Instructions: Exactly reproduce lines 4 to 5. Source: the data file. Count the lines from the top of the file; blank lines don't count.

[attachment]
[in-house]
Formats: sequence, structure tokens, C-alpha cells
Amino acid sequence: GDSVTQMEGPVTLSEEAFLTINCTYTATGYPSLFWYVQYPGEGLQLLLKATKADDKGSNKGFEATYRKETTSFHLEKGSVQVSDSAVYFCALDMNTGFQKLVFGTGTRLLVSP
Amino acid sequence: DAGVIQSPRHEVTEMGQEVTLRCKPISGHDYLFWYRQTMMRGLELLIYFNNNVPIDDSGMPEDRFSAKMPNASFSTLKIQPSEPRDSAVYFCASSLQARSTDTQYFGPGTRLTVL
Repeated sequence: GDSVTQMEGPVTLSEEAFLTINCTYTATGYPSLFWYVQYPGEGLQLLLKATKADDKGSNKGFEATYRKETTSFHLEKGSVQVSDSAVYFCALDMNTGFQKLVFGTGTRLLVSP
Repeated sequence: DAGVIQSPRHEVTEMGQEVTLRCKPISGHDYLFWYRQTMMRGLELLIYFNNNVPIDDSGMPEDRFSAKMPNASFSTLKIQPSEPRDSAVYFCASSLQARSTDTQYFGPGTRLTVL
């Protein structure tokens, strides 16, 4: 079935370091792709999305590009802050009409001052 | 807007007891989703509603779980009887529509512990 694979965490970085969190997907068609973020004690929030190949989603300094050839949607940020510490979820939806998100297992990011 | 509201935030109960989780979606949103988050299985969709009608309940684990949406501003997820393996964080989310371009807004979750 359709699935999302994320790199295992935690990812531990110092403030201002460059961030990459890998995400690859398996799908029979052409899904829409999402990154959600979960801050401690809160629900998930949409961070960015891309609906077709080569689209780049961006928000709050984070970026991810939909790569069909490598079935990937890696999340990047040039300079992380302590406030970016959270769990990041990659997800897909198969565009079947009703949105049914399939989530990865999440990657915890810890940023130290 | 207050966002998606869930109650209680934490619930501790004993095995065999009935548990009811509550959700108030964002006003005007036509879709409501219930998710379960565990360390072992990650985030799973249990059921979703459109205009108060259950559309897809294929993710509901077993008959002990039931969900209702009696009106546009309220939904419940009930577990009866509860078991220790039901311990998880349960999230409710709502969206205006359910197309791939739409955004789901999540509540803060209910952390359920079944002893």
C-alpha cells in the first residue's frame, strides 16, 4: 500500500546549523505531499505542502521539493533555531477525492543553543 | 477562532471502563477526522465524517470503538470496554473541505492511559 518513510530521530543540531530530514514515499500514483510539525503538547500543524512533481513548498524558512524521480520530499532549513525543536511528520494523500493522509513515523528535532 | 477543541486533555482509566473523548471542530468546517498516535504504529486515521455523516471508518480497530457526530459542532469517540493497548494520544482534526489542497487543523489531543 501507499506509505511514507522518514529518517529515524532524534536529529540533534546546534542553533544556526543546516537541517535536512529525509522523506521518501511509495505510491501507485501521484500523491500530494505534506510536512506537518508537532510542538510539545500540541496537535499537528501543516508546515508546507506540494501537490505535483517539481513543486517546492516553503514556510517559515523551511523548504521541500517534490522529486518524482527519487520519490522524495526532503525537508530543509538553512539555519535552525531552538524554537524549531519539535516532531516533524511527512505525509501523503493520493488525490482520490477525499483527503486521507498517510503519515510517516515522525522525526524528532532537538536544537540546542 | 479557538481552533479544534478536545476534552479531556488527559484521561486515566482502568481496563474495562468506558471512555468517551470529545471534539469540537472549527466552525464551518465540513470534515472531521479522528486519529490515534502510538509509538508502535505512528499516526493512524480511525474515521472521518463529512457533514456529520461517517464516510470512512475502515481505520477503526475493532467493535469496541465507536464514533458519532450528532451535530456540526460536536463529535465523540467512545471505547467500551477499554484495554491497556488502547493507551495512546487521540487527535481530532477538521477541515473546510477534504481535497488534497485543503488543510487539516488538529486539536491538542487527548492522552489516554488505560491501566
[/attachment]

Amino acid sequence: DAGVIQSPRHEVTEMGQEVTLRCKPISGHDYLFWYRQTMMRGLELLIYFNNNVPIDDSGMPEDRFSAKMPNASFSTLKIQPSEPRDSAVYFCASSLQARSTDTQYFGPGTRLTVL
Repeated sequence: GDSVTQMEGPVTLSEEAFLTINCTYTATGYPSLFWYVQYPGEGLQLLLKATKADDKGSNKGFEATYRKETTSFHLEKGSVQVSDSAVYFCALDMNTGFQKLVFGTGTRLLVSP